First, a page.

On June 15, Lyman Cutlar, a farmer who a couple of months earlier had settled on San Juan Island, shot and killed a neighbor’s pig that was rooting in his garden and eating his potatoes. He offered the neighbor, Charles Griffin, $10 in compensation for the loss of the pig. Griffin refused, demanding $100. While in most other places this would only have been an insignificant local squabble, on San Juan Island it catalyzed a minor international military confrontation and diplomatic incident.
Britain and the US both claimed the island. Cutlar was an American citizen, Griffin an employee of Britain’s Hudson Bay Company and manager of a large sheep farm that the HBC operated on the island. When British authorities threatened to arrest Cutlar for shooting the pig, the US military commander in the region dispatched a few troops to the island to protect Americans and American interests. The British responded in kind, positioning warships off the coast. Though the confrontation, which has become known as the Pig War, could easily have escalated if either side fired upon the other, neither side engaged. When word reached their respective capitals, each government quickly moved to defuse the situation. But neither backed down. For the next dozen years both countries stationed troops on the island, if only token contingents, before their dispute was finally settled in 1872 through international arbitration that awarded the US San Juan and all the other islands it claimed.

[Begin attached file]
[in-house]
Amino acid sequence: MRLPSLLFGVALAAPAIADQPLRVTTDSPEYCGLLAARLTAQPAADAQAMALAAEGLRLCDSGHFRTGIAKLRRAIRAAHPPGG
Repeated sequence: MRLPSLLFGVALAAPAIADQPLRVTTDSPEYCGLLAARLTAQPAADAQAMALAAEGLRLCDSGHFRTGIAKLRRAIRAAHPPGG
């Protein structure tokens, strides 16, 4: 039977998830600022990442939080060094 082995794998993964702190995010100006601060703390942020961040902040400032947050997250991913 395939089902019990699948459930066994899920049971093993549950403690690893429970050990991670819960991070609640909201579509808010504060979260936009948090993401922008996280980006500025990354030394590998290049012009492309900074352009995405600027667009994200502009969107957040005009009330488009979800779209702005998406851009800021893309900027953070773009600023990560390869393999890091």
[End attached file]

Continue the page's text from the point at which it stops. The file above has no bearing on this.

It’s a good story, the absurdity of which is fortunately comic rather than tragic because it didn’t escalate into violence, as it easily might have. But if we’re searching for root causes (no pun intended) of the confrontation we’d be better served by looking, as Paullin did, a bit deeper than a pig and a potato. The immediate cause of this incident was ambiguous language in the Oregon Treaty of 1846 that both sides used to defend their claims.
That treaty settled most of the US’s and Britain’s competing claims to the Oregon Country, extending the boundary along the 49th parallel from the Rockies to “the middle of the channel which separates the continent from Vancouver’s Island.” Of the many routes through the islands, which one that was the channel specified in the treaty was open to several interpretations, and of course the two countries each interpreted the geography of the waters and the language of the treaty in ways that would give them the most territory. The ambiguity of the treaty’s spatial description was itself a product of another important cause of the conflict: the sketchy geographic knowledge of the area. When the treaty was written, maps of the islands in the region at that moment lacked some critical details.
The Atlas’s map of this territorial dispute over the San Juan Islands maps the US’s and Britain’s competing claims and the final border, and the accompanying text provides details about the treaty negotiations. This is just one of nearly two dozen maps of international boundary disputes included in the Atlas, more than half of which are devoted to the US’s northern boundary with British North America and later Canada.